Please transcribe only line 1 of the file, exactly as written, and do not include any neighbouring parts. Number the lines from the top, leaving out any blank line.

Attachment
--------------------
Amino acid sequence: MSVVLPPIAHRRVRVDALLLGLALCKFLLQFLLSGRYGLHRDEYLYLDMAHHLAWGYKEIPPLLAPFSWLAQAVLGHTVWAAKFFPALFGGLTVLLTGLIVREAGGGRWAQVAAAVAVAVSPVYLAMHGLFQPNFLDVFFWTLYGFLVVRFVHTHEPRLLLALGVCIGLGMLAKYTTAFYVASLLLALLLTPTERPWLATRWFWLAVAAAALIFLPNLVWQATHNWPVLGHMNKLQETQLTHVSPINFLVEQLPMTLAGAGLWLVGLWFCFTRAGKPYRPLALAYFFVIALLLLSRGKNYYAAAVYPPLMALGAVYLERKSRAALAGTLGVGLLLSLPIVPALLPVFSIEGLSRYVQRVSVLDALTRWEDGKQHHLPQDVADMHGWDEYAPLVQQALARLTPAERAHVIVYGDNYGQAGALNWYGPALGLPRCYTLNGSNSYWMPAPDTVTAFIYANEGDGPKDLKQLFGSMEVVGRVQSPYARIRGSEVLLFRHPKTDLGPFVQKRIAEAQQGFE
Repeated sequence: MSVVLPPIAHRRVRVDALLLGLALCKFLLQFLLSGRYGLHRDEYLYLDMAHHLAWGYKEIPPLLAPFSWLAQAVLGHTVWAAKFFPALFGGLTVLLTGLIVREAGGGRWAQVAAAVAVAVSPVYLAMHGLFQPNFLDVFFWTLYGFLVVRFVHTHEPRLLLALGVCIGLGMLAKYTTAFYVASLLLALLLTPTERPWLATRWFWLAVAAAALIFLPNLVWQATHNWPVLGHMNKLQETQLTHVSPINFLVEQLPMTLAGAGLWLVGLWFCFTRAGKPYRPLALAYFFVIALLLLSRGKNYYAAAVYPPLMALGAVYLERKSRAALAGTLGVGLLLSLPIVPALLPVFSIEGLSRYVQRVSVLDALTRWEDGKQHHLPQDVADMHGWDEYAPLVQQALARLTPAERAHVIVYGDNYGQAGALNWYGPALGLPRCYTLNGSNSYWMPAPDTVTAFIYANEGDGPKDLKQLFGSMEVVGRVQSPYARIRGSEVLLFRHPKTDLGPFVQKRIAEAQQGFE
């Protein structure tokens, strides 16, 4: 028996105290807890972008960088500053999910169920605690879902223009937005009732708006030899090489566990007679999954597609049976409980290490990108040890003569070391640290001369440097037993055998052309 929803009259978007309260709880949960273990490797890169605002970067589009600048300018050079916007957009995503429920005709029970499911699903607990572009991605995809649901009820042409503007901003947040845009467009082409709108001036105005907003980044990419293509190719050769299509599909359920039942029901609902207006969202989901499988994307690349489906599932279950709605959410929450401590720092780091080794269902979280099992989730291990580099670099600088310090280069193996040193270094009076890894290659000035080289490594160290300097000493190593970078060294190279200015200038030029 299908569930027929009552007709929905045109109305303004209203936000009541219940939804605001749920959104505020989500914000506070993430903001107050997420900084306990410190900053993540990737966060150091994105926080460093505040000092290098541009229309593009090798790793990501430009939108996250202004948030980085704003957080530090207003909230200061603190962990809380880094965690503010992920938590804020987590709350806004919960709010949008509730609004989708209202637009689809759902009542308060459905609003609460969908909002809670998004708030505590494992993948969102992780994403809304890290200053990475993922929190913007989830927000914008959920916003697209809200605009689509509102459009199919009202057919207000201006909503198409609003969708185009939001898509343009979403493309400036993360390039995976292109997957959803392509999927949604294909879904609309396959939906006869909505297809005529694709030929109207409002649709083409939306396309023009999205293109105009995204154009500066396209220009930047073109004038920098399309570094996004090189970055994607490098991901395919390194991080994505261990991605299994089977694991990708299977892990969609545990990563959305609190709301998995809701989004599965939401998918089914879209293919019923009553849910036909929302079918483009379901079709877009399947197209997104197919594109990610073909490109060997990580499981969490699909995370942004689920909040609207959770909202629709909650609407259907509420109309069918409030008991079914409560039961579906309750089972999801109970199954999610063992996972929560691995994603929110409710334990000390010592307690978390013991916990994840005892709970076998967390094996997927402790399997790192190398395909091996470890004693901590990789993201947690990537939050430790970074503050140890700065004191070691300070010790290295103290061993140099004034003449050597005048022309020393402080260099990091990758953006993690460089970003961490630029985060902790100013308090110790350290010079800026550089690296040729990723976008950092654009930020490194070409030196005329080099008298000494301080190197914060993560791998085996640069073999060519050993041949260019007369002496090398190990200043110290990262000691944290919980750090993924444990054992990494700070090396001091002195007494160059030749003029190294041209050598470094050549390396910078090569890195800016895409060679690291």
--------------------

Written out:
Amino acid sequence: MSVVLPPIAHRRVRVDALLLGLALCKFLLQFLLSGRYGLHRDEYLYLDMAHHLAWGYKEIPPLLAPFSWLAQAVLGHTVWAAKFFPALFGGLTVLLTGLIVREAGGGRWAQVAAAVAVAVSPVYLAMHGLFQPNFLDVFFWTLYGFLVVRFVHTHEPRLLLALGVCIGLGMLAKYTTAFYVASLLLALLLTPTERPWLATRWFWLAVAAAALIFLPNLVWQATHNWPVLGHMNKLQETQLTHVSPINFLVEQLPMTLAGAGLWLVGLWFCFTRAGKPYRPLALAYFFVIALLLLSRGKNYYAAAVYPPLMALGAVYLERKSRAALAGTLGVGLLLSLPIVPALLPVFSIEGLSRYVQRVSVLDALTRWEDGKQHHLPQDVADMHGWDEYAPLVQQALARLTPAERAHVIVYGDNYGQAGALNWYGPALGLPRCYTLNGSNSYWMPAPDTVTAFIYANEGDGPKDLKQLFGSMEVVGRVQSPYARIRGSEVLLFRHPKTDLGPFVQKRIAEAQQGFE